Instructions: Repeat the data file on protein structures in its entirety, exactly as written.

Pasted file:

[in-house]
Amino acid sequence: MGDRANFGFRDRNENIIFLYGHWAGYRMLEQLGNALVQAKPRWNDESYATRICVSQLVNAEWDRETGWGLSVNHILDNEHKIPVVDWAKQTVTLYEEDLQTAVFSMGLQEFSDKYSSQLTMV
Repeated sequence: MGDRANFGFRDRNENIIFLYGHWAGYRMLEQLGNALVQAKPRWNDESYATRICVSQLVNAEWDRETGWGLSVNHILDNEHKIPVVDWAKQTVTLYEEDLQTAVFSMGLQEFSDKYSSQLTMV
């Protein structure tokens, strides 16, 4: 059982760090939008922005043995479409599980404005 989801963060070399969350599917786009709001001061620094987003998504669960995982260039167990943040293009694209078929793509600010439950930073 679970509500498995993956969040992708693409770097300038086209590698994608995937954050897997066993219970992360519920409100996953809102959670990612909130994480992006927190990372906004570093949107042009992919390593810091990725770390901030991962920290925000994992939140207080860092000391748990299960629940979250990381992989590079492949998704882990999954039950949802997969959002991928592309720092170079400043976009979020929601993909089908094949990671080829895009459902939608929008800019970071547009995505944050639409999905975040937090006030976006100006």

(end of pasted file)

[in-house]
Amino acid sequence: MGDRANFGFRDRNENIIFLYGHWAGYRMLEQLGNALVQAKPRWNDESYATRICVSQLVNAEWDRETGWGLSVNHILDNEHKIPVVDWAKQTVTLYEEDLQTAVFSMGLQEFSDKYSSQLTMV
Repeated sequence: MGDRANFGFRDRNENIIFLYGHWAGYRMLEQLGNALVQAKPRWNDESYATRICVSQLVNAEWDRETGWGLSVNHILDNEHKIPVVDWAKQTVTLYEEDLQTAVFSMGLQEFSDKYSSQLTMV
């Protein structure tokens, strides 16, 4: 059982760090939008922005043995479409599980404005 989801963060070399969350599917786009709001001061620094987003998504669960995982260039167990943040293009694209078929793509600010439950930073 679970509500498995993956969040992708693409770097300038086209590698994608995937954050897997066993219970992360519920409100996953809102959670990612909130994480992006927190990372906004570093949107042009992919390593810091990725770390901030991962920290925000994992939140207080860092000391748990299960629940979250990381992989590079492949998704882990999954039950949802997969959002991928592309720092170079400043976009979020929601993909089908094949990671080829895009459902939608929008800019970071547009995505944050639409999905975040937090006030976006100006």